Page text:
Richard and Rachel decided to build a home on a bus soon after they met. This decision was born out of their shared desire to own their own home, have the ability to produce all they needed themselves, and have the option of going anywhere they wanted to.
Their dream began turning into a reality once they bought a used school bus for $3000. This was followed by Richard and Rachel drafting the plans for their new mobile home using AutoCAD. They’d purchased an old bus, instead of just getting an RV or mobile home, because they wanted total freedom over how their new home will look. They also considered the other two options much flimsier than a steel-framed bus. The bus gave them a blank canvas of sorts to work from, and afforded them the ability to maximize the available space and functionality in the most efficient way possible.
Their new home is also totally off-the-grid, and powered by solar panels, as well as propane and butane. On the roof of the bus, they mounted 6 solar panels, which they bought used off eBay for $200 each. This gives them a total of 770 watts of power, while they are still in the process of buying larger batteries that will enable them to store 2-3 days of sunlight. They also fitted their new home with a catalytic heater fed by propane, and use a butane camp stove for cooking.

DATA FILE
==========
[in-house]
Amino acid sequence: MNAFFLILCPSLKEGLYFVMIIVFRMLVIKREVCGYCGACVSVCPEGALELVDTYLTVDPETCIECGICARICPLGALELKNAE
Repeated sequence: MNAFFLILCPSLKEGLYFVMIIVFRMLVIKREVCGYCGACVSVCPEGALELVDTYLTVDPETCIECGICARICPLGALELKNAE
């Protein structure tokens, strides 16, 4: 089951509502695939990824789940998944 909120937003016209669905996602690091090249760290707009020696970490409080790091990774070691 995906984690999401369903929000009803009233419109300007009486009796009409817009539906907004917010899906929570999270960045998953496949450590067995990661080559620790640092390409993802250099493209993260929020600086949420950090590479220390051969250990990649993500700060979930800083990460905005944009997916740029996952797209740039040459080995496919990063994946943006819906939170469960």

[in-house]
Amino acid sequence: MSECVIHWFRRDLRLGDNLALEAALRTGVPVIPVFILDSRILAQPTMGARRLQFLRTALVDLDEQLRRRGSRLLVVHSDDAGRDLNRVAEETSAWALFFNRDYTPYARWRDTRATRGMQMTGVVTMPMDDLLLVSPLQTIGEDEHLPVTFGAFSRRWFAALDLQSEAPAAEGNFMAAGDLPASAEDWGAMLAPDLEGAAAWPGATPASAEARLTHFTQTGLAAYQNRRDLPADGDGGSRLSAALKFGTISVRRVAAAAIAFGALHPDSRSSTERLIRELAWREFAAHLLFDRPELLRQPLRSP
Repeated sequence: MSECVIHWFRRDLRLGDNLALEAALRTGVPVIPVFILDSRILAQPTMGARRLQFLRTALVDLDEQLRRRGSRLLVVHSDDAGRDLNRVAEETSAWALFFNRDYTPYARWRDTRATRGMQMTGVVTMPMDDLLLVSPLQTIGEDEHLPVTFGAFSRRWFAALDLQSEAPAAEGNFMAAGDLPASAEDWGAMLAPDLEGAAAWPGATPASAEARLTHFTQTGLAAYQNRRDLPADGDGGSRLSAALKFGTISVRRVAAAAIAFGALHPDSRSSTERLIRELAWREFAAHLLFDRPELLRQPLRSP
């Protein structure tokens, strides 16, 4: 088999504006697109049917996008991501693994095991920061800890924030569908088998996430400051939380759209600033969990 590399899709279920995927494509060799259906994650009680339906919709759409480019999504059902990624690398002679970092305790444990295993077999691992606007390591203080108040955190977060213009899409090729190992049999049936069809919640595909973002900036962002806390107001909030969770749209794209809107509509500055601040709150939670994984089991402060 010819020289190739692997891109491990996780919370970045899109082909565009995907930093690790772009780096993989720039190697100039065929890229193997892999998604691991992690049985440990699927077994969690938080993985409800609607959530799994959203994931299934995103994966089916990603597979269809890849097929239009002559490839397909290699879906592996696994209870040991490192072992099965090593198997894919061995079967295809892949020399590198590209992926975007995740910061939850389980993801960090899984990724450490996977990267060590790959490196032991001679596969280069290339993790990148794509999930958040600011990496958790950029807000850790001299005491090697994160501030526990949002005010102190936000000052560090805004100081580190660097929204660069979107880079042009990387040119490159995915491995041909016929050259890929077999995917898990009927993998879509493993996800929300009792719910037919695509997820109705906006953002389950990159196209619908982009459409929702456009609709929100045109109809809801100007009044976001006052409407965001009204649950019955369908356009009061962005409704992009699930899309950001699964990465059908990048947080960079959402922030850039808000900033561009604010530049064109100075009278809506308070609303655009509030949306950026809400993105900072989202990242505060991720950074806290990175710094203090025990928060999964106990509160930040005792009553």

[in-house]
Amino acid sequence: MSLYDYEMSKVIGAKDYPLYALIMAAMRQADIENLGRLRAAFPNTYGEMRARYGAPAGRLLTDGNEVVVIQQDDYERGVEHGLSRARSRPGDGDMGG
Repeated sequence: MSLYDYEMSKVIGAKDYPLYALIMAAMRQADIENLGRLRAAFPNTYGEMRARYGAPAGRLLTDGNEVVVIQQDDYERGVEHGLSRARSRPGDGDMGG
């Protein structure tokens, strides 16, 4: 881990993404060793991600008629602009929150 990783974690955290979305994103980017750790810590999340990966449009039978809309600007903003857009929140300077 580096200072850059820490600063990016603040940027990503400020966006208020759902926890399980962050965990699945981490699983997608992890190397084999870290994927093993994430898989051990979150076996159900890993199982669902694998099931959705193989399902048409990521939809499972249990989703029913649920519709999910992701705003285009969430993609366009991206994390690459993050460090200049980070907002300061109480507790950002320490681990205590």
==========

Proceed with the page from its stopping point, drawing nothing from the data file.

They also invested in an upright and front-loading solar powered refrigerator and freezer made by Sundanzer, for which they paid $1200. This is the world’s first battery-free solar powered refrigerator, and was developed by a former leader of NASA’s Advanced Technology Refrigeration Project .
Richard and Rachel are still finishing up the conversion, as they are doing it step by step. So far creating a home from an old bus cost them $12,000, which includes buying the bus and the fridge. They spent a further $1200 on a solar-powered composting toilet. They currently still don’t have plumbing, but this is next on their list of work to be done.
Their custom built home is fitted with transformable furniture and has room enough to sleep ten, since most of it can be converted into a bed. The main bedroom is located in a loft area. The home is currently still registered as an automobile, though they hope to change that to RV status soon. Currently, they are only paying about $100 per month for utilities and bus maintenance.
Article tags: affordable, alternative energy, conservation, energy efficiency, floor plan, green building, home builders, home renovations, modern design, reclaimed, recycled, renovation, residential, single family, solar, tiny house, water efficiency